Saturday, July 19, 2014

Surname Saturday ~ Henry Sewall of England and Massachusetts

Coventry, England
Courtesy Wikimedia Commons
My immigrant Sewall ancestor is Henry Sewall. He was baptized at St. Michael's Church, Coventry, Warwickshire, England, on April 8, 1576. His actual birth date is unknown, but could be as much as three years earlier.

Coventry is the red area in the image at right. According to The Descendants of Henry Sewall 1576-1656, by Eben W. Graves, an invaluable source for Sewall descendants, the Sewalls were in Coventry, or at least parts of Warwickshire, for generations. What I share here is only a brief summary of the wealth of information to be found in this book, which I purchased soon after its 2007 publication by the Newbury Street Press.

In 1591, Henry Sewall entered the Drapers Company of Coventry, for a nine-year apprenticeship. According to Wikipedia, the Drapers Company was a large trading guild in Coventry. A draper is an old term for one who sells cloth and dry goods.

At some point between 1611 and 1615, Henry moved about 100 miles north from Coventry to Manchester, where he, his wife, and his infant son are listed in the Manchester parish records in the summer of 1615.

Henry's wife was Anne Hunt, who died soon after the baptism of their son, Henry, in 1615. Not much is known about her except for the record of her burial on July 1, 1615. Within a year, Henry Sewall married Ellen (Mosley) Nugent, a young widow. They had six children, all of whom died young. The Sewall family lived in or near Manchester, England, from about 1615 to about 1631. By April 1634, Henry Sewall was back in Coventry, selling property in preparation for leaving England.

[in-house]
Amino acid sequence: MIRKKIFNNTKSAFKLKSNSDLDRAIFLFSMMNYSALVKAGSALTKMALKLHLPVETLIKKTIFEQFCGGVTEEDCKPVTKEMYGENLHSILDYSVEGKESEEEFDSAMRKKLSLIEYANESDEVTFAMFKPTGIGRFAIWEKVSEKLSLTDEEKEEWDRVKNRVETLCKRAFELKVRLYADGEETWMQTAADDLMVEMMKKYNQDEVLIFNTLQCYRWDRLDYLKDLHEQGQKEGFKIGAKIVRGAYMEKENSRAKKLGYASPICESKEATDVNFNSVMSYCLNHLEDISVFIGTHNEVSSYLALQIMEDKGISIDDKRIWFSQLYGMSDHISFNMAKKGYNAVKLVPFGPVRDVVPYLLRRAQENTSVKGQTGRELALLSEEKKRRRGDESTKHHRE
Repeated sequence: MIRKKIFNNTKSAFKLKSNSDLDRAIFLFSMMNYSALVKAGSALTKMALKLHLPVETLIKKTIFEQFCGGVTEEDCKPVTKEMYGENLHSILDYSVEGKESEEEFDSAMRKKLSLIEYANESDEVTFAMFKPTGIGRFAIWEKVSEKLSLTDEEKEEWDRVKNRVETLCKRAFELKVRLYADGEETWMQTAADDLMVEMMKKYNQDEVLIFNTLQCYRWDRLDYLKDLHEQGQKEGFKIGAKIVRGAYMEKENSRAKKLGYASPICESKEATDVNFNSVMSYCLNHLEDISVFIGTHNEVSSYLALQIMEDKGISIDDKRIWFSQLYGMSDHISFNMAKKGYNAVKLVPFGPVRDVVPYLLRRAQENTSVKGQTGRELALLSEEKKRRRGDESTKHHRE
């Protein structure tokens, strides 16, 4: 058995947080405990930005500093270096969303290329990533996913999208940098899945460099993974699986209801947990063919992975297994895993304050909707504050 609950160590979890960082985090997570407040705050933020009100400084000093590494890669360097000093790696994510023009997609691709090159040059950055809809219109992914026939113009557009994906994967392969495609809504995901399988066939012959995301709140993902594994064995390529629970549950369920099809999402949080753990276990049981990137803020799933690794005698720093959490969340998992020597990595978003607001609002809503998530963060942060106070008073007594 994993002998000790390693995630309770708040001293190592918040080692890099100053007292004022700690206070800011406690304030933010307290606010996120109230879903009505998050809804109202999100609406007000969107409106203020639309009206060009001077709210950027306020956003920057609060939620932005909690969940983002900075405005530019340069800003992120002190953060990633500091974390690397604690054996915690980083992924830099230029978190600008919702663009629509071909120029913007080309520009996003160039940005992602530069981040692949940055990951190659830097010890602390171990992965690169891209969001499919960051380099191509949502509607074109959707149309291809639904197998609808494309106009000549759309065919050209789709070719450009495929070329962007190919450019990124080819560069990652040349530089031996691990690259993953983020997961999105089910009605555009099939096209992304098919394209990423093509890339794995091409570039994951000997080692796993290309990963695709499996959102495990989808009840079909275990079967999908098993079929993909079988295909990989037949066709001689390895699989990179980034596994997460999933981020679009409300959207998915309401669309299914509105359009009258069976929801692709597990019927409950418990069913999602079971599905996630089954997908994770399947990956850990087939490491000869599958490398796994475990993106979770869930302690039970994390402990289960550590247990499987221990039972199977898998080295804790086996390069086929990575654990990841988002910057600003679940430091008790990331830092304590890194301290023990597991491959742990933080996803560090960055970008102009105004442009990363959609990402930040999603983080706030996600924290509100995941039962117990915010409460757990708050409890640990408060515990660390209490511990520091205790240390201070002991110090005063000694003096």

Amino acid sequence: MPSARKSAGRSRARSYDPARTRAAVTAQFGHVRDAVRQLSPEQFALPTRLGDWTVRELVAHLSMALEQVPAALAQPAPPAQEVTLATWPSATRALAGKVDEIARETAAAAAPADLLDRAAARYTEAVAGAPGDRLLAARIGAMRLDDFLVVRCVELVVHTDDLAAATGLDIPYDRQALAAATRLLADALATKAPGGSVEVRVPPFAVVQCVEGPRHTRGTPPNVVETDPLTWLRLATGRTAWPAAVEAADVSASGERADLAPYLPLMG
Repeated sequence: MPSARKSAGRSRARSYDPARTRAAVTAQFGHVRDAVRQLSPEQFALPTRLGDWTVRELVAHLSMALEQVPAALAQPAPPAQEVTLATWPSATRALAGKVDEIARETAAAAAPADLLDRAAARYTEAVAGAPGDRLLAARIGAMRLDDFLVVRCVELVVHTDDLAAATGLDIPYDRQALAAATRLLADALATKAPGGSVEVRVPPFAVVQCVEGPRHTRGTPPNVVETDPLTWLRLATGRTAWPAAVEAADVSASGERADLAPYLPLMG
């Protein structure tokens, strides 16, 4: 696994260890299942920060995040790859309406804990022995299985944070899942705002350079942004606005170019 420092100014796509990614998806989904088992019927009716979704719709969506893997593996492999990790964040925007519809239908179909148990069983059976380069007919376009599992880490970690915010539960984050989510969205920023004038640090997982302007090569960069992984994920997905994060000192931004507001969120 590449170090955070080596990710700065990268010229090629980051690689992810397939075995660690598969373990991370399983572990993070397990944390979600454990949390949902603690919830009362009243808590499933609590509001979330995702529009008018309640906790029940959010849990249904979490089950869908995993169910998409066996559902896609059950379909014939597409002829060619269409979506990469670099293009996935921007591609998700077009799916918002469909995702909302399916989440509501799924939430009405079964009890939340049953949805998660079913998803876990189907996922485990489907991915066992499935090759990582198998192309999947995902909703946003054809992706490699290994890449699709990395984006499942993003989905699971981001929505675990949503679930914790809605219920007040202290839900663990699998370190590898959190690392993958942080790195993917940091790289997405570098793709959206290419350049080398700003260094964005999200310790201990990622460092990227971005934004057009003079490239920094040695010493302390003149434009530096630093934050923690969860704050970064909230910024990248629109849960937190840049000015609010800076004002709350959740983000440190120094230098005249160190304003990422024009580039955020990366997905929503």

Newbury, Essex Co., Mass.
Courtesy Wikimedia Commons
In 1634, Henry Sr., about 58 years old, sent his son, Henry, Jr., about 20 years old, ahead to New England to "begin a plantation." Henry, the father, arrived in New England by July 1635, when he first appears in records in Essex County.

Henry Sewall was a founder of the town of Newbury, Massachusetts, (where my early Lowell ancestors lived), which was settled in 1635. He later moved to Rowley, just south of Newbury. (See a great map of Essex County here.) Henry died, intestate, in Rowley in March 1655/6. It took a couple of years for his estate to be settled.

Generation 2: Henry Sewall, the only child to survive to adulthood, was baptized at Manchester Cathedral, Lancashire, on June 25, 1615. Various records imply a birth year between 1611 and 1614. He immigrated to New England on the ship Elizabeth & Dorcas in 1634, ahead of his father and step-mother. He was sent with plenty of provisions for setting up a new home for the family.

He spent his first winter in Ipswich (two towns south of Newbury in the above map), where he had received a grant of 40 acres. He sold this land in the spring of 1635 and, along with his father, became one of the first settlers of Newbury.

Henry married Jane Dummer at Newbury, Massachusetts, on March 25, 1646. In late 1646, Henry and Jane returned to England with his in-laws, the Dummers, and lived in England until 1659, where he served as a minister at North Baddesley, Hampshire. Henry (the son) visited his father, Henry, in New England once, in 1650, when he bought several parcels of land in Newbury.